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USDA extends line speed trial, legislators want permanent solution

The USDA has announced it will extend its trial program, allowing six pork processing facilities to operate at increased line speeds.

Nebraska Congressman Mike Flood says the trial has provided valuable insight to the pork industry. “That’s shown increased line speeds don’t degrade workforce safety,” he says.

A third-party team of worker safety experts recommended the USDA’s Food Safety Inspection Service extend the Time-Limited Trials of the USDA’s New Swine Slaughter Inspection Service for up to 90 days to gather additional data that will be used to evaluate the impact of increased line speed on workers.

Flood who represents Nebraska’s 1st Congressional District, where two of the facilities are located, tells Brownfield pork processors need to operate at full capacity. “I think we need to keep going,” he says. “We need to keep these trials in place and get the results that I think will make the case that worker safety is not degraded.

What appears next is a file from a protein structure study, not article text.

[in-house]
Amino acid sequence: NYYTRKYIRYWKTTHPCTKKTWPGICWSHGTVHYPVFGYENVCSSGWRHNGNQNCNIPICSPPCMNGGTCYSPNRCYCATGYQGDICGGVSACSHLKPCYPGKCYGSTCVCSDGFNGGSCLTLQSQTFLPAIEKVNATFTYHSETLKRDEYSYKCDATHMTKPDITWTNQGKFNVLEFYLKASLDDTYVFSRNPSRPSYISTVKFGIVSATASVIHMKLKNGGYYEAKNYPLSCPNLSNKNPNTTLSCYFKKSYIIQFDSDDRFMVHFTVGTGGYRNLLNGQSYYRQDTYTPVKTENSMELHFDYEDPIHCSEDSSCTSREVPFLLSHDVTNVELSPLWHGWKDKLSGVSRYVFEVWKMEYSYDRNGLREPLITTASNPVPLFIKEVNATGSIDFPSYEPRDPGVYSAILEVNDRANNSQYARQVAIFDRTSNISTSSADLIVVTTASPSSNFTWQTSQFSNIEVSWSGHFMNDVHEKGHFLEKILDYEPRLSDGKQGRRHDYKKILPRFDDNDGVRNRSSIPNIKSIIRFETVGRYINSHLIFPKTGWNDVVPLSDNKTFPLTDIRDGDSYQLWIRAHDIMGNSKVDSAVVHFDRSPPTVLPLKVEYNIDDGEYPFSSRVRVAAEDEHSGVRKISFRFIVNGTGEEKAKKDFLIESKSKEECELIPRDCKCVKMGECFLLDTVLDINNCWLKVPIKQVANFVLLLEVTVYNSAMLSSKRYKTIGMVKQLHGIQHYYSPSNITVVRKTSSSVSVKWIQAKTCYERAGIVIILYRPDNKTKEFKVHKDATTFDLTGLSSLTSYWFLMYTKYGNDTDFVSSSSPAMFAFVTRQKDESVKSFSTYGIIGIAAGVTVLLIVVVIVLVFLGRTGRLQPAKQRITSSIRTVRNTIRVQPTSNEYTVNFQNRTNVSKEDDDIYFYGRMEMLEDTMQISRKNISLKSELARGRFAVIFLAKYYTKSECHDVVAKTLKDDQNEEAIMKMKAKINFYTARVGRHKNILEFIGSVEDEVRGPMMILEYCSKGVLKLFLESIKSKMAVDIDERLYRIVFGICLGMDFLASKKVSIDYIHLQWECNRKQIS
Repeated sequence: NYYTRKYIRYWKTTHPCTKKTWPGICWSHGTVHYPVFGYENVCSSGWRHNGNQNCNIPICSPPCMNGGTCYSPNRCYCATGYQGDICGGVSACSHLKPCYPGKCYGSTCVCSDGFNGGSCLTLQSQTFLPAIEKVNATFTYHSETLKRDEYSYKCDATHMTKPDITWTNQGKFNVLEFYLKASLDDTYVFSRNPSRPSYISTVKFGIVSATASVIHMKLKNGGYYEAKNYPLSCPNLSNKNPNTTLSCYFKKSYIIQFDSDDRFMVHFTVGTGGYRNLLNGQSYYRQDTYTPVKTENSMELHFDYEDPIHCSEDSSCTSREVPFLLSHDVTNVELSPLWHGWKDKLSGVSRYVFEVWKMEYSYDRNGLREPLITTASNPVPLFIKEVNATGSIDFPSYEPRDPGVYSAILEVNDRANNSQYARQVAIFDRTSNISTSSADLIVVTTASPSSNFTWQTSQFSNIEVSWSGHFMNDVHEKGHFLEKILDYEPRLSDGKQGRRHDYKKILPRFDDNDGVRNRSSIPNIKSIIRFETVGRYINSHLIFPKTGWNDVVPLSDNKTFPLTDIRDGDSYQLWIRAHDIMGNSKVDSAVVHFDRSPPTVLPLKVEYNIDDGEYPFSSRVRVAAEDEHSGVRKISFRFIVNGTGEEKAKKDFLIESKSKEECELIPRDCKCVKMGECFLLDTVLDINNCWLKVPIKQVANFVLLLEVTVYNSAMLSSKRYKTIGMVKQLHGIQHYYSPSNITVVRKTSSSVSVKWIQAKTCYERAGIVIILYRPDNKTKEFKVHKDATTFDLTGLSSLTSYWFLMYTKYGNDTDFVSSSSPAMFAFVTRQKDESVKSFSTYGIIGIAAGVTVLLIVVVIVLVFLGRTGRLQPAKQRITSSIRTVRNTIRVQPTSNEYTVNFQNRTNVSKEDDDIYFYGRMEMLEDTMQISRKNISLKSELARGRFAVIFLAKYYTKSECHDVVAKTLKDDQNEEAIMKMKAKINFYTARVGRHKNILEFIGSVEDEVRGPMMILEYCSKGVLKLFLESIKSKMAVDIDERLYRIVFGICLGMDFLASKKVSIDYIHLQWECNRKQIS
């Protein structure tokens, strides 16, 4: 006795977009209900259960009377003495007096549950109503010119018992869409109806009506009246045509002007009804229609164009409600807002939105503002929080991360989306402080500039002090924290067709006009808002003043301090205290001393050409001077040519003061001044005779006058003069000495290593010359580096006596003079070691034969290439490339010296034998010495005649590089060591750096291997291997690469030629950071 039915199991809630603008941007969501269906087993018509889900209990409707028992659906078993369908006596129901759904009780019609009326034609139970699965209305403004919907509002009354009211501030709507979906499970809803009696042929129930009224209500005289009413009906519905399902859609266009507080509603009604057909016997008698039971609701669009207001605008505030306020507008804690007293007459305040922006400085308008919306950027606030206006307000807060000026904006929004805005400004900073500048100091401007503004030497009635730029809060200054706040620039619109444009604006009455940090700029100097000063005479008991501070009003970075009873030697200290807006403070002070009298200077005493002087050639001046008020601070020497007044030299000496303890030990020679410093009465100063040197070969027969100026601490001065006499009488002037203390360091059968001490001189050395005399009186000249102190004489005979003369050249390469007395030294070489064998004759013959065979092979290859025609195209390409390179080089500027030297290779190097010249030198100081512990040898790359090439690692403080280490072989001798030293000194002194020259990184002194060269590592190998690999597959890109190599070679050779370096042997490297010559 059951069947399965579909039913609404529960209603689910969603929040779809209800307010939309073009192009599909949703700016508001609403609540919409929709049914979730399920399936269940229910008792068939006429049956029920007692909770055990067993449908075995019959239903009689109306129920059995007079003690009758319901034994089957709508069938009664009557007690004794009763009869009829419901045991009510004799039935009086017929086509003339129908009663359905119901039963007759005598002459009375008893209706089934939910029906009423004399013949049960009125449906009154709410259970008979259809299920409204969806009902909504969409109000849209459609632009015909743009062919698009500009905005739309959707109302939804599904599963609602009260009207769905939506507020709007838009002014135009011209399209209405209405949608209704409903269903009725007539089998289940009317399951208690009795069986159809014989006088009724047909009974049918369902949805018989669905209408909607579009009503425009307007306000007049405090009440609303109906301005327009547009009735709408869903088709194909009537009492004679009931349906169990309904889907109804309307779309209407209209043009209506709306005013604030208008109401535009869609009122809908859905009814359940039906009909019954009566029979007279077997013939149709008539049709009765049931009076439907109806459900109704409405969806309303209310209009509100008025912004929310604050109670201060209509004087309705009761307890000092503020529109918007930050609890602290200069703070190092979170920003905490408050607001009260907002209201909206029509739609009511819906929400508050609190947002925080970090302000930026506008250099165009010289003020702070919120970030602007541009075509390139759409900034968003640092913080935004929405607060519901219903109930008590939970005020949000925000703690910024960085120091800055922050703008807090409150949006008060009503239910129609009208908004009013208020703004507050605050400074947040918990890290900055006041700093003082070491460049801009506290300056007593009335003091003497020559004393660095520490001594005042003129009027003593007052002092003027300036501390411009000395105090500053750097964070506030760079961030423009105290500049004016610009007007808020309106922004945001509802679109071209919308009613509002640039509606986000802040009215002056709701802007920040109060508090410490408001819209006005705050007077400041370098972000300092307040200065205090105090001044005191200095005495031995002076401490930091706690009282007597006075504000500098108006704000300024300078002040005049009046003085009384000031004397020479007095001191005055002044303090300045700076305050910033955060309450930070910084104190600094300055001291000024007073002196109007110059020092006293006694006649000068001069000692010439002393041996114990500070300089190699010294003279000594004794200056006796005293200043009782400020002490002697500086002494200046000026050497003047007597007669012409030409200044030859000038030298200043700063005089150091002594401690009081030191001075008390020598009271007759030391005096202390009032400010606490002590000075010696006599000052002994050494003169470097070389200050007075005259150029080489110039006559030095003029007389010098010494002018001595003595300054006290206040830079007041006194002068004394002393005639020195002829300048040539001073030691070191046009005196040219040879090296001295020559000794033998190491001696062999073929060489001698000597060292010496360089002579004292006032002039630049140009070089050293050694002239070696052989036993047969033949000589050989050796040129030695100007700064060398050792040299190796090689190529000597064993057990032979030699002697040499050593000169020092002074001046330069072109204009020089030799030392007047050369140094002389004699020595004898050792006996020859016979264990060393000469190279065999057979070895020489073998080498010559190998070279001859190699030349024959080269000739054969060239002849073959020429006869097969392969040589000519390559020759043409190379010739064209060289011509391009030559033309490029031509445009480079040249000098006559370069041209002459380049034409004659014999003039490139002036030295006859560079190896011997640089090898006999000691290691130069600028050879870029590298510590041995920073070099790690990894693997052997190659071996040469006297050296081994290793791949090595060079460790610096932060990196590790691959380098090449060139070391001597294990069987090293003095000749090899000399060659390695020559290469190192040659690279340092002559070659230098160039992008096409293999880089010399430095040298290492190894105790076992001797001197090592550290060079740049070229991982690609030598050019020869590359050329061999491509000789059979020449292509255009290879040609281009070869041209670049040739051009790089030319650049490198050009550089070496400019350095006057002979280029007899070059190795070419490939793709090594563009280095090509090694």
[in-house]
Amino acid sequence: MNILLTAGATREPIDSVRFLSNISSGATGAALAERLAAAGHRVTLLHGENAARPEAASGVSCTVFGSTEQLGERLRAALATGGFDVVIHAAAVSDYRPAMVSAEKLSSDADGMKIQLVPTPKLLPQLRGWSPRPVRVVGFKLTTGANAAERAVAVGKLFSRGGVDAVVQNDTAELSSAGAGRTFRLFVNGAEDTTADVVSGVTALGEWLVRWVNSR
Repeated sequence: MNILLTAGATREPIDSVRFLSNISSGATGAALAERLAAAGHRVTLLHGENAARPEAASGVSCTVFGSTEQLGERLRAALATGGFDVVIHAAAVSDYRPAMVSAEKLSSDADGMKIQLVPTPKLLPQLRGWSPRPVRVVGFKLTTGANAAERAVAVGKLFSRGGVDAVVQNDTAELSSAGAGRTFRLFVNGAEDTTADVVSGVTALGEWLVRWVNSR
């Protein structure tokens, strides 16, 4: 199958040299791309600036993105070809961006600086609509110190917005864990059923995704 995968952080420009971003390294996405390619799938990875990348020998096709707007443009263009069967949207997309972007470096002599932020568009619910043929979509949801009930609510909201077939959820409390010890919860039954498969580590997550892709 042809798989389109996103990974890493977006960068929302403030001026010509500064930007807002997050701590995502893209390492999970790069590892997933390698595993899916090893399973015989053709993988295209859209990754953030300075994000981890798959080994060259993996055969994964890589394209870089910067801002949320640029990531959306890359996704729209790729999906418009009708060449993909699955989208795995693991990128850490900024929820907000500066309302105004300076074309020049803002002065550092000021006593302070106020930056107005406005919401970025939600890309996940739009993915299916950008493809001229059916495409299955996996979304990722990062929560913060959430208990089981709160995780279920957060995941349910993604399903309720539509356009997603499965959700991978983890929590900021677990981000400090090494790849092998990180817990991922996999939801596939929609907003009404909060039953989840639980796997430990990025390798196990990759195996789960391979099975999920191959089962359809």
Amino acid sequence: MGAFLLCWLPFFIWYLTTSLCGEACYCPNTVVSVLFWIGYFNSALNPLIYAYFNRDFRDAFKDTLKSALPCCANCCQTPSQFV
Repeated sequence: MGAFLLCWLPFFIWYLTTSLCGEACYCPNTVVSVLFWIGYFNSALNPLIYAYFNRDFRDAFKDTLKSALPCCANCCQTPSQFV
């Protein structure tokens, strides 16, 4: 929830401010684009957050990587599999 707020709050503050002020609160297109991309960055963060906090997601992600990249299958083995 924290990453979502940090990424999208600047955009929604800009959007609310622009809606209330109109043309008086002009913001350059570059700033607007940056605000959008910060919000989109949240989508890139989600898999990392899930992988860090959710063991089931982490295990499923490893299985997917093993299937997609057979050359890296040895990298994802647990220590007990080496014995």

Flood says increasing line speeds helps the industry be more efficient. “A full-capacity plant means more producers, more pigs, and more pork,” he says.

Six facilities have been allowed to operate at an increased line speed while collecting and submitting data to evaluate the impact of increased line speed on workers.

This is the second time the USDA has extended the trial.  Flood, along with Iowa Senator Chuck Grassley and Minnesota Representative Brad Finstad, are pleased with the extension, but say pork processors and producers need more certainty.

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